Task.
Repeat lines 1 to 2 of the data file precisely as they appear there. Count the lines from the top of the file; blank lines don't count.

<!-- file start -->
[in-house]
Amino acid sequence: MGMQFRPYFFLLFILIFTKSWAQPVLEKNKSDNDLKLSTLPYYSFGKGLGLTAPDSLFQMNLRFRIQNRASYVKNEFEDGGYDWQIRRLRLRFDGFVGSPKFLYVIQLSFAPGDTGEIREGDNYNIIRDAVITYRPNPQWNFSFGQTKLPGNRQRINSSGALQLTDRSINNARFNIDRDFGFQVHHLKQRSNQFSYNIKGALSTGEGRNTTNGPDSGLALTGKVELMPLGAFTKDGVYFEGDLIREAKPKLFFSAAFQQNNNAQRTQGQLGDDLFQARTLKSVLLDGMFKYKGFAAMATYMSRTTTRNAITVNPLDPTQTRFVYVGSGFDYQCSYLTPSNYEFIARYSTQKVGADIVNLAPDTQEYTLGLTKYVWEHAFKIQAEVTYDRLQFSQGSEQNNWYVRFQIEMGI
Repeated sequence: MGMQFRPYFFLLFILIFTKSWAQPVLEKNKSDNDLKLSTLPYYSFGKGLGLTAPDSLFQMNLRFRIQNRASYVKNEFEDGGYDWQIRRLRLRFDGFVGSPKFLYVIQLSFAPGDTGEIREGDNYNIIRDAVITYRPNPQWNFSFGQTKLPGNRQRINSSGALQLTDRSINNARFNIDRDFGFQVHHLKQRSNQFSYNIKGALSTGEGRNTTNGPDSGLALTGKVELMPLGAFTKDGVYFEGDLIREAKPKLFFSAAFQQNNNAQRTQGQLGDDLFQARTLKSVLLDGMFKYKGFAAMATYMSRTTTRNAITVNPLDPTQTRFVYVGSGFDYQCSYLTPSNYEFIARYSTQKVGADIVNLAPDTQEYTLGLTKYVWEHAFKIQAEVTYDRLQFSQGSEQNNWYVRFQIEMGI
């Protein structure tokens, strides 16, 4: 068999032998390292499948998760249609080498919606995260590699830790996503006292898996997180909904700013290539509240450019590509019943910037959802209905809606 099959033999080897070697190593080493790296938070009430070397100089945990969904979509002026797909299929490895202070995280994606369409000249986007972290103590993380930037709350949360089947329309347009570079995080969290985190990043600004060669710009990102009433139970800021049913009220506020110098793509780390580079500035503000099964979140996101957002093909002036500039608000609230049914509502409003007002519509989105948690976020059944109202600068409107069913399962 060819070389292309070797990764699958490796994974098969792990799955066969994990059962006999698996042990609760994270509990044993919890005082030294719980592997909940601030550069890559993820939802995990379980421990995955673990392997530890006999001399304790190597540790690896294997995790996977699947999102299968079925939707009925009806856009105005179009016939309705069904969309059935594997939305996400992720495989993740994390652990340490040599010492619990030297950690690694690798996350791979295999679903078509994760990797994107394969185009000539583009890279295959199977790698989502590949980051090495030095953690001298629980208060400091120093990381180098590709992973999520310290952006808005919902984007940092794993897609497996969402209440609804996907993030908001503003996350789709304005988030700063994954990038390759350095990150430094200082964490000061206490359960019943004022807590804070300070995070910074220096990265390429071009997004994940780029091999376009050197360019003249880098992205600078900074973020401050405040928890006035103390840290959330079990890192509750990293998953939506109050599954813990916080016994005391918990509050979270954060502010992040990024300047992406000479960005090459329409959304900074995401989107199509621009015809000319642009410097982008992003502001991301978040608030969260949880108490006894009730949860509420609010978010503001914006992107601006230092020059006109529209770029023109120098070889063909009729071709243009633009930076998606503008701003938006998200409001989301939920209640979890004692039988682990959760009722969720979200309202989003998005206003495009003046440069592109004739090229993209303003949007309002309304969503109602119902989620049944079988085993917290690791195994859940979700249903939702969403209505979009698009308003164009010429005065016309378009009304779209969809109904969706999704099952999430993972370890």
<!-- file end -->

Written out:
[in-house]
Amino acid sequence: MGMQFRPYFFLLFILIFTKSWAQPVLEKNKSDNDLKLSTLPYYSFGKGLGLTAPDSLFQMNLRFRIQNRASYVKNEFEDGGYDWQIRRLRLRFDGFVGSPKFLYVIQLSFAPGDTGEIREGDNYNIIRDAVITYRPNPQWNFSFGQTKLPGNRQRINSSGALQLTDRSINNARFNIDRDFGFQVHHLKQRSNQFSYNIKGALSTGEGRNTTNGPDSGLALTGKVELMPLGAFTKDGVYFEGDLIREAKPKLFFSAAFQQNNNAQRTQGQLGDDLFQARTLKSVLLDGMFKYKGFAAMATYMSRTTTRNAITVNPLDPTQTRFVYVGSGFDYQCSYLTPSNYEFIARYSTQKVGADIVNLAPDTQEYTLGLTKYVWEHAFKIQAEVTYDRLQFSQGSEQNNWYVRFQIEMGI